The pandemic due to the spread of the new coronavirus brings challenges at all levels, from the responsiveness of health systems and the social involvement to accompany the provisions, to the scope of strategies to protect the most vulnerable and mitigate the effects on the economy. The governments around the world are taking increasingly radical measures to slow the progress of the epidemic, the results we will see in the coming weeks, and even months.

Along with healthcare personnel's efforts on the containment front, scientists from universities and laboratories worldwide are in a race to develop a vaccine and antiviral medications. Likewise, various proactive citizens organize to provide solutions to the most urgent problems in the current context. While it is a time of uncertainty and solidarity, it is also a time of ingenuity and creativity. Thus, we seek to respond in an innovative way to the challenges that the pandemic brings us.

Small and medium-sized enterprises (SMEs) and innovative ventures, while hard hit by the impacts of this crisis, can also be part of the life-saving solution. What are we doing, and what can we do in the face of this emergency from the sector promoting innovation and SMEs?

SMEs, the most affected

Without a doubt, SMEs are among the business segments most affected by the pandemic. In turn, these companies have a key role in providing essential products and services for the population during the crisis.

The main impacts on SMEs have to do with a reduction in demand (national and international) and, therefore in their income, difficulty in accessing imported inputs, reduction or lack of labor, difficult access to financing and production processes that they are not adjusted to be operated remotely or automated.

These impacts differ by sector. For example, declining demand is a central problem for tourism and restaurants. Other sectors, such as textiles, Metalworking, and construction, may be more affected by less access to imported inputs or a lack of labor. The possibility of operating via telework is more accessible for some service companies (for example, technology companies), while for the more traditional sectors, this may be extremely difficult or impossible.

In the most affected regions, the response of governments to support SMEs in this emergency was immediate. In Europe and Asia, several countries have adopted a series of economic provisions that have to do mainly with the postponement of the payment of taxes and credits, the increase of guarantees for loans, and the granting of soft credits and subsidies.

Japan has set aside funds of US $ 15 billion, and France will allocate 2 billion euros to a solidarity fund for affected SMEs in the framework of a broader plan. The United States announced funds of at least US $ 250 billion for SMEs, as part of an economic stimulus package. In several LAC countries, similar measures were also announced and focused on establishing tax moratoriums, temporary reductions in contributions to pension systems, soft credit lines for SMEs, and renegotiations or deferrals of debt terms.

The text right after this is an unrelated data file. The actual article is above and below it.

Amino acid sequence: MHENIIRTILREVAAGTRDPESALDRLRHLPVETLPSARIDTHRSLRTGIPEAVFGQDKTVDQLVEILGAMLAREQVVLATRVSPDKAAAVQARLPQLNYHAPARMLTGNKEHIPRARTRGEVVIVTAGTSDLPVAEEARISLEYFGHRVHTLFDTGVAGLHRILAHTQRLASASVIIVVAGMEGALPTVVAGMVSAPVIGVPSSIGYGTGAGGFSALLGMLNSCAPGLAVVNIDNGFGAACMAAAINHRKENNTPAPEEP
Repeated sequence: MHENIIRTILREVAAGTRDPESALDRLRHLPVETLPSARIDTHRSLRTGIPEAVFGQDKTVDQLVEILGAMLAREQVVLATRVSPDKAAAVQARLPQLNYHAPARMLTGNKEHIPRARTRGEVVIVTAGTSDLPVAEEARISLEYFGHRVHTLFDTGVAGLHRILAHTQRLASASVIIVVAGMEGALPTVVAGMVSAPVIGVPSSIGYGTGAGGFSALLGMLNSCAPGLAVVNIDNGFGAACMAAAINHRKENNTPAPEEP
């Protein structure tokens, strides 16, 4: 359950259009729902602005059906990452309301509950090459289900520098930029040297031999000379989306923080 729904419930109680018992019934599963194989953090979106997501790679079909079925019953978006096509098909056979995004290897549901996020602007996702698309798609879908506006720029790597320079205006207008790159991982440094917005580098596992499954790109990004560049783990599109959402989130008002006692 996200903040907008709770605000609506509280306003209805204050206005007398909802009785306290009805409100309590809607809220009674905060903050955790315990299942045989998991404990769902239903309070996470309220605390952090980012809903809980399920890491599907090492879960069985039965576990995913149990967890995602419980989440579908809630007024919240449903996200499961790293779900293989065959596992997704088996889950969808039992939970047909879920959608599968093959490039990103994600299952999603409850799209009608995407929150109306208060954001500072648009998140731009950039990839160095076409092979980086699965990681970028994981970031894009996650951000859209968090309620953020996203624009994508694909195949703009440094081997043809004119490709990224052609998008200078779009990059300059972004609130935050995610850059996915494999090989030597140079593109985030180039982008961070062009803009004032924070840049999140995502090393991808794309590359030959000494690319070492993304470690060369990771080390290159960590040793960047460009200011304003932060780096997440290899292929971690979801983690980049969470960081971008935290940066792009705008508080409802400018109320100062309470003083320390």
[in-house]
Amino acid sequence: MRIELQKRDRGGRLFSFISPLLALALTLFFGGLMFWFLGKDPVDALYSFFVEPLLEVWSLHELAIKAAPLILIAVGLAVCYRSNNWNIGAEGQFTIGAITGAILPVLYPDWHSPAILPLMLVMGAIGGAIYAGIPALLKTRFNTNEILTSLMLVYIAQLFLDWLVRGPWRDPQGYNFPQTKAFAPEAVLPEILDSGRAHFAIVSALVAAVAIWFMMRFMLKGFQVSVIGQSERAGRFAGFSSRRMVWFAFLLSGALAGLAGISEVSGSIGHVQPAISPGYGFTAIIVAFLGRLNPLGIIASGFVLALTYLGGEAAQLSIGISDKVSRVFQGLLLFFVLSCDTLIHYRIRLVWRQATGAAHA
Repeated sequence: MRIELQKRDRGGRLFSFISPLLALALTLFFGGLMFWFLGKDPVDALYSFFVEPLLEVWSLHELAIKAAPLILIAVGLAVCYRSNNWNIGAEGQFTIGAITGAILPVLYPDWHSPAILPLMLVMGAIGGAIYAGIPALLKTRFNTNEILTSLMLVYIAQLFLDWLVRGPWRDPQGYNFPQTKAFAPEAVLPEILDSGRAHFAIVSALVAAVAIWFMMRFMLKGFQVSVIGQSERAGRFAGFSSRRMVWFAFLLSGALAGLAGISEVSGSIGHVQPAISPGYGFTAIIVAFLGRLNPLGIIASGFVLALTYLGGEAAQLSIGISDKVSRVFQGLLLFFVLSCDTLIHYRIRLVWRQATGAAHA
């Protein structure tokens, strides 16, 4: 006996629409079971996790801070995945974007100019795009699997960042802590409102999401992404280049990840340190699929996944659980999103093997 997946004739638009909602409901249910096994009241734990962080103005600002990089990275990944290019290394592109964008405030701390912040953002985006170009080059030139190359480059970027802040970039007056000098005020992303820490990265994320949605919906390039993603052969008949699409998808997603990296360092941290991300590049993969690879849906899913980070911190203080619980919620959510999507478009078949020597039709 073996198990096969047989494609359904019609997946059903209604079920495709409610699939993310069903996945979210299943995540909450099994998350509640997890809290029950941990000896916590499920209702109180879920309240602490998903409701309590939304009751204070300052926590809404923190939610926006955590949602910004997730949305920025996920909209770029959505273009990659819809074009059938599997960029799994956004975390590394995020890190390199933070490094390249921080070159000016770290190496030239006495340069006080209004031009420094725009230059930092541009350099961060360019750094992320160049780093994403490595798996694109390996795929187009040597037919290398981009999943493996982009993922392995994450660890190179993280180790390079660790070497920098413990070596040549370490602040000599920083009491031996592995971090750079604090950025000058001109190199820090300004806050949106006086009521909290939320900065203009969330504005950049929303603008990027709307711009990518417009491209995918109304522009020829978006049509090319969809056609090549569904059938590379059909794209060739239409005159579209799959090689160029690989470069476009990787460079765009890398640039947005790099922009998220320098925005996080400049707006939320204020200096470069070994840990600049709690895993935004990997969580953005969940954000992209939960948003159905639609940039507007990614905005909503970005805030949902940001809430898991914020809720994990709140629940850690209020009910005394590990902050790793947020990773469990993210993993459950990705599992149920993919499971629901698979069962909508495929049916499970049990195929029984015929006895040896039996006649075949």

In the same way, the promotion and regulation of telework, job flexibility, licenses, and unemployment insurance are other policies that have been implemented and will become more and more frequent. All these first-rate economic measures aim to improve SMEs' financial situation and startups in the short and medium-term so that the shock can be softened and negative consequences such as loss of jobs or exit from the market can be reduced.

But we also know that there is a set of innovative enterprises and SMEs that can provide solutions and technologies for the health, social and productive challenges that we will continue to face in the short, medium and long term.

Technological solutions can resort in this need of the hour. Innovative technologies have surged during the pandemic which has drastically shaped our response to the crisis. More work is being carried out to control and neutralize the economic impact of the pandemic. We can quote an example of a media technology entrepreneur, Josef Kirk Myers II, who recently developed and released a mobile application targeting DJs.

Since social distancing means an end to public groups joining or gathering in one place, these performers are massively hit with a crisis. Tickets were returned, shows were canceled and revenues depleted. The app, called UJay rather aims to mitigate the crisis by allowing performers to sign up, relocate their fanbase on the app and hold virtual shows by taking requests and shout-outs via the app. DJs will receive fan requests which they can perform however they please.

UJay app is set to help DJs and more developments can help them grow in the virtual area of performances and music business.

Author's Bio: 

Bianca Leon Rodriguez is a freelance writer and author. A self-confessed foodie, her mission is to help new and aspiring bloggers overcome their doubts, gain confidence, and take the first steps towards their writing dream. You can always follow her @BiancaLRodr on Twitter & @bianca-rodr on Linkedin.